The Conference itself was a fiasco, because of the contradictions between Britain and the U.S.A. over the questions of tariffs and depreciation of currencies, which at that time seemed irreconcilable. The Soviet delegation to the Conference proposed (June 21st) a draft pact of economic non-aggression, under which all the signatories pledged ‘the peaceful co-operation of all States in the economic field irrespective of their politico-economic systems’, called off all discriminatory customs duties and similar measures, and undertook not to impose such measures for the future. At the same time, Litvinov gave an earnest of the Soviet Government’s seriousness by stating that it was prepared – at a time when every other country was doing its utmost to cut down imports and expand only exports – to increase its own import programme of non-ferrous metals, iron and steel, textiles, leather, rubber, engineering material, consumer goods, etc., to the value of 1,000 million dollars, on condition that credit terms were granted. The offer was brushed aside, although in fact the Soviet Government was increasing its imports of manufactures from those countries which were willing to grant credit terms, and notwithstanding the fact that, while the embargo was still in force, Soviet bills to the value of tens of thousands of pounds were being punctually met.
One positive achievement of the Soviet Government at the Conference showed that the coming to power of Hitler was alarming the smaller countries, even if the Great Powers still professed indifference. On July 3rd, 4th and 5th the U.S.S.R. signed pacts for the definition of an aggressor, on the lines of its February proposals, with its eastern and western neighbours (Finland adhered later), and with the States of the Little Entente (Czechoslovakia, Yugoslavia and Rumania) – whose Governments, in the case of the latter, had not even yet established diplomatic relations with the U.S.S.R. Later that month diplomatic relations were established with the Spanish Republic, and in September, on the initiative of Mussolini, a treaty of friendship and non-aggression was concluded with Italy.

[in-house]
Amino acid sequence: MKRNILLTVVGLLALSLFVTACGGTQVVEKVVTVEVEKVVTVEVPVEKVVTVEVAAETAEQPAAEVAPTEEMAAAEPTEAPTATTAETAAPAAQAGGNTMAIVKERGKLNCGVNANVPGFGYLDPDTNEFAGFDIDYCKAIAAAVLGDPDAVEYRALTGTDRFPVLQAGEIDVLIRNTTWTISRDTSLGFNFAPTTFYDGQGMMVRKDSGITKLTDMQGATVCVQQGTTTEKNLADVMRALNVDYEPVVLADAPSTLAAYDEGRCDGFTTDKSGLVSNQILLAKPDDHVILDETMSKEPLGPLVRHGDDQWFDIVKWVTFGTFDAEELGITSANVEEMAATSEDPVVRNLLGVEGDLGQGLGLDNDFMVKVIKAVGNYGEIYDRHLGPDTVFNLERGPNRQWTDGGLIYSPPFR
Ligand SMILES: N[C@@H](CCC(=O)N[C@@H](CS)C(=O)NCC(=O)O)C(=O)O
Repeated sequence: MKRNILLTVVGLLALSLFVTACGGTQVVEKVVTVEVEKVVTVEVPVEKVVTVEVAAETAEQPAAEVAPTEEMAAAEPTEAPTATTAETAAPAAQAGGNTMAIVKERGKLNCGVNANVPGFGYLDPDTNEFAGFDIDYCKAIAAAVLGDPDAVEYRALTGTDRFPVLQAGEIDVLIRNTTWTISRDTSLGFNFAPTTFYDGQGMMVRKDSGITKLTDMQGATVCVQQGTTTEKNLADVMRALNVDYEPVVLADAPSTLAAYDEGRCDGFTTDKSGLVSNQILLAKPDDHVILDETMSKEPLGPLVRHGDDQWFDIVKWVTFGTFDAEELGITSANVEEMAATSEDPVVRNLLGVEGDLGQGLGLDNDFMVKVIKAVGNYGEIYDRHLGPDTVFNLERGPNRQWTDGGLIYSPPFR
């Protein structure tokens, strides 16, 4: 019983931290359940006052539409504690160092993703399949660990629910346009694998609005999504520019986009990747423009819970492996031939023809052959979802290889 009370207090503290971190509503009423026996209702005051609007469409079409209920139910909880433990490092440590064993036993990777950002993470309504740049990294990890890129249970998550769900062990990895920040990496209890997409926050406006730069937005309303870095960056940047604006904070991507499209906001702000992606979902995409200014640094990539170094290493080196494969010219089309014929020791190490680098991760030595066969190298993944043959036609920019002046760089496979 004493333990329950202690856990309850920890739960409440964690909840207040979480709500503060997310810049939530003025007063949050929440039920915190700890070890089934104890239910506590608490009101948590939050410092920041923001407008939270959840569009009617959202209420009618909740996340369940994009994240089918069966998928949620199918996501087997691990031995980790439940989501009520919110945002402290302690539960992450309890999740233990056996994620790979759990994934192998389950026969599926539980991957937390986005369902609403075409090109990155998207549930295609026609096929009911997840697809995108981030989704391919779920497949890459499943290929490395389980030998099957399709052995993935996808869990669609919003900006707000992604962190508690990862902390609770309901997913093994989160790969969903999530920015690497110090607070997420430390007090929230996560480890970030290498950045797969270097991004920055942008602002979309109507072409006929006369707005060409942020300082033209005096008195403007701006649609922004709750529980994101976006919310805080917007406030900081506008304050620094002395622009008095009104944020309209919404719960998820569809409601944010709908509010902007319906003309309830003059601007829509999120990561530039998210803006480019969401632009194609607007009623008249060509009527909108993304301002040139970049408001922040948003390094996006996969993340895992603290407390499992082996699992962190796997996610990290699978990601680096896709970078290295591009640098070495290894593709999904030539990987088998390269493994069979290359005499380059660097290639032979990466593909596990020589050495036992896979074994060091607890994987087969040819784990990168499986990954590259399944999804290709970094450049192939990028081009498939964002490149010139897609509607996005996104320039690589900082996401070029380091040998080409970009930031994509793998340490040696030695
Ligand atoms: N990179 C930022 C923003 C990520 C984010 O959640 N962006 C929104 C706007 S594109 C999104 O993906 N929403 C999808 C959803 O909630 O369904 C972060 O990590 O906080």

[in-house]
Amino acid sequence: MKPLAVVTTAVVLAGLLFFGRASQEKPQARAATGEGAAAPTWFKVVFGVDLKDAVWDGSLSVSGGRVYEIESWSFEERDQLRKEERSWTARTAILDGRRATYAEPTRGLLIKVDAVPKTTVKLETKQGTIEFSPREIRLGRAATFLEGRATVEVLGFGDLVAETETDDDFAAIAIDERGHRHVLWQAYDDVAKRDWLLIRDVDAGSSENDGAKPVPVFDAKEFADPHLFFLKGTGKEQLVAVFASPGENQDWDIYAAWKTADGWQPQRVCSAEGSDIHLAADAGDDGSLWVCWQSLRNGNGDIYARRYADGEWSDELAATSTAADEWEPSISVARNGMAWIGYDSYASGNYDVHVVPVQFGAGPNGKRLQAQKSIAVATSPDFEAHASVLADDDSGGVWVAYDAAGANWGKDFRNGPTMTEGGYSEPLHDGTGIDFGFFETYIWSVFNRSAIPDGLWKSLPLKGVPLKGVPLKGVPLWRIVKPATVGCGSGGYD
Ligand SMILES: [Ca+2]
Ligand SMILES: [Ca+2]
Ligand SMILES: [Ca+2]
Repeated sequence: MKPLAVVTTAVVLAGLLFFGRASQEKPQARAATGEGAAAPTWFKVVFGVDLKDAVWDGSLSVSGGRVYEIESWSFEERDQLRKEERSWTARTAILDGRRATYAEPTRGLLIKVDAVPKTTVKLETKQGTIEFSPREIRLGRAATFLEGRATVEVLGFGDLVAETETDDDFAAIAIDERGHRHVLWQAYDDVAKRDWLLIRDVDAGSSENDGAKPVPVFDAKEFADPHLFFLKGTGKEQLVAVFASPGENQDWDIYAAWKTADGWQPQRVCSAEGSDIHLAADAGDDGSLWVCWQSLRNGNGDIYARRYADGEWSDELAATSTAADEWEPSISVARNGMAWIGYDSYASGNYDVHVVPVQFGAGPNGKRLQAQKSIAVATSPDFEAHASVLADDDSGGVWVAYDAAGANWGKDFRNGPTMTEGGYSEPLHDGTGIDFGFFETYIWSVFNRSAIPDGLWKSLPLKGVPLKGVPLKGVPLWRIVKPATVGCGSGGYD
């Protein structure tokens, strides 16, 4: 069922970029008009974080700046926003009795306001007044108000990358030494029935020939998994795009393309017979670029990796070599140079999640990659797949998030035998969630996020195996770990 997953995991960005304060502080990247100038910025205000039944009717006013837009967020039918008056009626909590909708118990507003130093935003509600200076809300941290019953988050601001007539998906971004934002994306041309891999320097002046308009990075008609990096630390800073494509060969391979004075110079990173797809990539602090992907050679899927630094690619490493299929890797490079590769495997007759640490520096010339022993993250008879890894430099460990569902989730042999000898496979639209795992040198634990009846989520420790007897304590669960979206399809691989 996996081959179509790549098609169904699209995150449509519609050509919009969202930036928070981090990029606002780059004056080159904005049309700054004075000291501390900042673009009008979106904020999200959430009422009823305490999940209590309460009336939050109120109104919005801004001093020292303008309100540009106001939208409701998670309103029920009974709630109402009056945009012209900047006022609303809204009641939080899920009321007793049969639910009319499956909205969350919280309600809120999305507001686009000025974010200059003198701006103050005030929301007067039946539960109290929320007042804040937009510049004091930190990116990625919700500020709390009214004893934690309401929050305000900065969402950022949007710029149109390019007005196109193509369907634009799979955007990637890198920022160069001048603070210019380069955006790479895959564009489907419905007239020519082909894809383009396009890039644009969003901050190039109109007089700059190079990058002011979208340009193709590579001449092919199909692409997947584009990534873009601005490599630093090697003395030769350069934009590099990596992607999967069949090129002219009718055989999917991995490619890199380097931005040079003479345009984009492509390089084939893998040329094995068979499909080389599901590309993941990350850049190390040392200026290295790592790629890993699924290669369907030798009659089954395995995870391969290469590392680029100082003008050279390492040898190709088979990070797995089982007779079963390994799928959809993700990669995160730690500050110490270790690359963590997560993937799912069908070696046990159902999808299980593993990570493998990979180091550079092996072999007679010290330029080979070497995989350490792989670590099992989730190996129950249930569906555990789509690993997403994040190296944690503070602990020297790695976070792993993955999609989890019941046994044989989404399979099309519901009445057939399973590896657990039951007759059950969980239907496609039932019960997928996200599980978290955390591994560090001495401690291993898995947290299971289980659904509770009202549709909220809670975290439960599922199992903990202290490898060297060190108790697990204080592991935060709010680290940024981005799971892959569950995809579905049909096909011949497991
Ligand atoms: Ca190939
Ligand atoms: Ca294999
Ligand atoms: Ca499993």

But perhaps the most important event of the year in Soviet foreign policy was the establishment, on November 17th, of diplomatic relations with the U.S.A. For sixteen years the United States Government had refused to enter into normal connexions with the Soviet Union, although a considerable trade had developed between the two countries: and this element of hostility had added continuous uncertainty to the international scene, since actively anti-Soviet forces in Europe and Asia could always find encouragement in the State Department. It was on the initiative of Franklin D. Roosevelt, in face of the growing aggressiveness of Hitler’s speeches, that Litvinov came to America in October for the preliminary negotiations.
At this time relations with Nazi Germany were steadily deteriorating. The eyes of the world at this time were fixed on Leipzig, where Georgi Dimitrov was conducting his heroic attack on the Nazi regime during the trial of himself and his co-accused on the trumped-up charge of burning down the Reichstag. The Germans selected this moment for arresting and maltreating Soviet journalists on their way to report the trial. This immediately led to the expulsion of German journalists from the U.S.S.R. It was this moment that was selected also by Lord Rothermere, the then proprietor of the Daily Mail, to write in his paper (November 28th, 1933), that ‘the sturdy young Nazis of Germany are Europe’s guardians against the Communist danger’, and to urge their claims to ‘elbow-room’ in Western Russia. ‘The diversion of Germany’s reserves of energies and organizing ability into Bolshevik Russia’, wrote his lordship, ‘would help to restore the Russian people to a civilized existence, and perhaps turn the tide of world trade once more towards prosperity. By the same process Germany’s need for expansion would be satisfied, and that growing menace which at present darkens the horizon would be removed for ever.’